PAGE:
Let’s not beat around the bush: Amber Rose pulled a seriously public pubic move when she posted an Instagram photo of herself glistening and bottom-naked for her third annual SlutWalk, revealing that she’s sporting bush. It was deleted by the naked lady-parts police in a few hours, but Rose relocated it to Twitter, where it lives on. The hubbub sparked the Twitter hashtag #bringbackthebush, where Rose instructed her fans and followers to “Post your version of my picture and hashtag #AmberRoseChallengebehalf of feminism, body positivity and not conforming to society norms of how we should live, what we should wear and where we should shave.”
As is to be expected, the results are a mixture of prankishness:
For one thing, you can’t see where her child came out. I wish you could, because then we could tell if this is real full bush or maybe the full-bush Brazilian (more on that in a second). Regardless, bush is already back — in many ways, it never left — and that is a good thing, and Rose is not the first or only one waxing supportive for bushiness.
Though such public displays of pubic affection may make it seem like this is a new thing, a 2010 study found that most women always have some pubic hair down there, and the majority who trim it back or remove it altogether are typically younger, partnered women.
But like no-makeup makeup, rocking a bush doesn’t necessarily mean full, untrimmed bush. Rose’s, for instance, looks neatly shaped into a natural bush-like state. It may very well be the “full-bush Brazilian” that hit in the last few years for women who keep the crotch and ass ripped bare but leave some up top. It’s “hippie in the front of your crotch and a porn star in the back,” as Maureen O’Connor wrote at New York magazine in 2014 — a kind of pubic hair version of “having it all.”
Or Rose may only trim around the bush to keep it fully enclosed by most bikinis, which, coincidentally, was the reason the Brazilian caught on in the the first place — because it removed most or all of the hair, with the option of a triangle or landing strip up top, so that tiny bikinis could be worn with no visible nod to hairy adult womanhood.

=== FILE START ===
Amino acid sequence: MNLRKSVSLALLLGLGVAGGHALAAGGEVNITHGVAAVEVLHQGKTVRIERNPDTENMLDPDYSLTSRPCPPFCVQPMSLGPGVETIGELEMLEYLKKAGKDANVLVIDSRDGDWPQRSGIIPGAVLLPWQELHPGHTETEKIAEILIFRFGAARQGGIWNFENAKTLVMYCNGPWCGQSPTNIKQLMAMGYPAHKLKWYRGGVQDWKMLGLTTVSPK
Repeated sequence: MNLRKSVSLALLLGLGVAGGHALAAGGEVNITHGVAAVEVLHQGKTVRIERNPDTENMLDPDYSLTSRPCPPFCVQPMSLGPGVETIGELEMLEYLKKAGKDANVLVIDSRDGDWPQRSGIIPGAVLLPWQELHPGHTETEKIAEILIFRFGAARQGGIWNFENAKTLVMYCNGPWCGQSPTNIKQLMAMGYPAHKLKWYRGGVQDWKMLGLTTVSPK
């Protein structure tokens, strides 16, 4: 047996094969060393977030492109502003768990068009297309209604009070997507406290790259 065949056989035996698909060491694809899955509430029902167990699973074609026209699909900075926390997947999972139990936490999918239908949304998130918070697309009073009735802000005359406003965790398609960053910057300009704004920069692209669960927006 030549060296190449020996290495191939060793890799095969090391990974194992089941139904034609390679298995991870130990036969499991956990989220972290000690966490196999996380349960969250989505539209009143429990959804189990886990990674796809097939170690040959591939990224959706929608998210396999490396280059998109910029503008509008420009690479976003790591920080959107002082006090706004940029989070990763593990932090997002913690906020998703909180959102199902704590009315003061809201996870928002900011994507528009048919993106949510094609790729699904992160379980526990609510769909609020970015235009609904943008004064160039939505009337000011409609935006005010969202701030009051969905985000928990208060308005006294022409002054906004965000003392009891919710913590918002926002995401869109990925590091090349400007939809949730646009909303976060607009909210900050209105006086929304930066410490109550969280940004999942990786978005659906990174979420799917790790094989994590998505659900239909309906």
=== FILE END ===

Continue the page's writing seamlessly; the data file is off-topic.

Prior to that, bikini lines were shaved starting in the 1960s, aided by Playboy’s centerfolds, and the fluorescent-lit invasiveness of internet porn did its part in cementing the gradual removal of all hair, too. After the Brazilian showed up in 1987, the wax-and-strip approach reigned supreme until around 2013, when a handful of celebrity women like Lady Gaga, Gaby Hoffman, Kate Moss, Gwyneth Paltrow and American Apparel mannequinswent the other way, either showing themselves with some bush or admitting they don’t do dick to the hair down there. (In Paltrow’s case, she told Ellen DeGeneres in 2013 that she works a “70s vibe.”)
Perhaps this all happened because of years of feminist reclaiming of body hair as natural and good, or reminders that pubic hair actually serves an important purpose in preventing friction and tears that give infections a leg up. Or the fact that, while being hairless can feel good during sex, it’s most often practiced by younger women who are having the least good sex of their lives. Interestingly, a number of younger performers in porn are said to now opt to keep bush. Or maybe it’s because social media has flooded us with a much more diverse, truly representative sample of what people actually look like — and the breaking news is that it involves body hair.
That said, I do have a quibble: Full bush and so-called ’70s bush would stick out around your bikini line, possibly travel up to your navel, creep up around your ass, and generally be a much unrulier bush. This is not that. Earlier this year, 29-year-old model Ashley Graham told Glamour she has a “full bush.” But a photo on Instagram of Graham in a bikini suggests the superfluous stuff is trimmed, too.
These are not criticisms of these women and what they do with their pubic hair in the slightest. This is not bush shaming! There is no correct way to do pubic hair, and no “correct” way to do bush. It’s just that if you were born before 1980, hearing all this talk of full bush is going to be confusing when you see Rose’s picture. This minor note is only worth pointing out because the women who kept true full bush alive while the rest of the world waxed and lasered it down over the last three decades risked being seen as about as a sexy as a pair of support hose. “You can tell I can menstruate and hold political office and see R-rated movies because I have soft, fluffy bush,” is what full bush means.
Or rather, used to mean. The U.K. paper The Express noted in 2015 that “the 1970s bush is back, but it’s more pampered and preened than ever before.” With it, they note, are a series of new products to help keep it fresh and moisturized and other things that are probably as necessary to your vag as a juice cleanse.
That’s okay — even our bushes are not free from capitalism’s greedy gaze. Rose’s bush shout-out, though, has still moved the razor in the right direction. If nothing else, it’s proof that even if the new bush is bush-lite, bush is bush. Bush is easy. And bush is good.